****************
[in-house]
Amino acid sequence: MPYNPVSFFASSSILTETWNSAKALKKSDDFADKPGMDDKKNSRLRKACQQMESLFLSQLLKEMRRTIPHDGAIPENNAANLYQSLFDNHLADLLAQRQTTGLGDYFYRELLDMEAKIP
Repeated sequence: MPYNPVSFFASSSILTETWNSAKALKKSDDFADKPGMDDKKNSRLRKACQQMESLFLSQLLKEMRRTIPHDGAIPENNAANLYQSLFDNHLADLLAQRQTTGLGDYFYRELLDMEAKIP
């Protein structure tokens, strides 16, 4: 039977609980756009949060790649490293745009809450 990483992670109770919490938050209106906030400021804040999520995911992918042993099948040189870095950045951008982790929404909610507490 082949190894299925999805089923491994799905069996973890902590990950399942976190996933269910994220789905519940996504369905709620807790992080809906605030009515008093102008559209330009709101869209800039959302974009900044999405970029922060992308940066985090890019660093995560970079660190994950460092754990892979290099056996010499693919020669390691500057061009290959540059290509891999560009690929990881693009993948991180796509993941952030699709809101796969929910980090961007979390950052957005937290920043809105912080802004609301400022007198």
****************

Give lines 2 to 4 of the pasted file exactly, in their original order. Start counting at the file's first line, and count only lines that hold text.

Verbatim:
Amino acid sequence: MPYNPVSFFASSSILTETWNSAKALKKSDDFADKPGMDDKKNSRLRKACQQMESLFLSQLLKEMRRTIPHDGAIPENNAANLYQSLFDNHLADLLAQRQTTGLGDYFYRELLDMEAKIP
Repeated sequence: MPYNPVSFFASSSILTETWNSAKALKKSDDFADKPGMDDKKNSRLRKACQQMESLFLSQLLKEMRRTIPHDGAIPENNAANLYQSLFDNHLADLLAQRQTTGLGDYFYRELLDMEAKIP
């Protein structure tokens, strides 16, 4: 039977609980756009949060790649490293745009809450 990483992670109770919490938050209106906030400021804040999520995911992918042993099948040189870095950045951008982790929404909610507490 082949190894299925999805089923491994799905069996973890902590990950399942976190996933269910994220789905519940996504369905709620807790992080809906605030009515008093102008559209330009709101869209800039959302974009900044999405970029922060992308940066985090890019660093995560970079660190994950460092754990892979290099056996010499693919020669390691500057061009290959540059290509891999560009690929990881693009993948991180796509993941952030699709809101796969929910980090961007979390950052957005937290920043809105912080802004609301400022007198």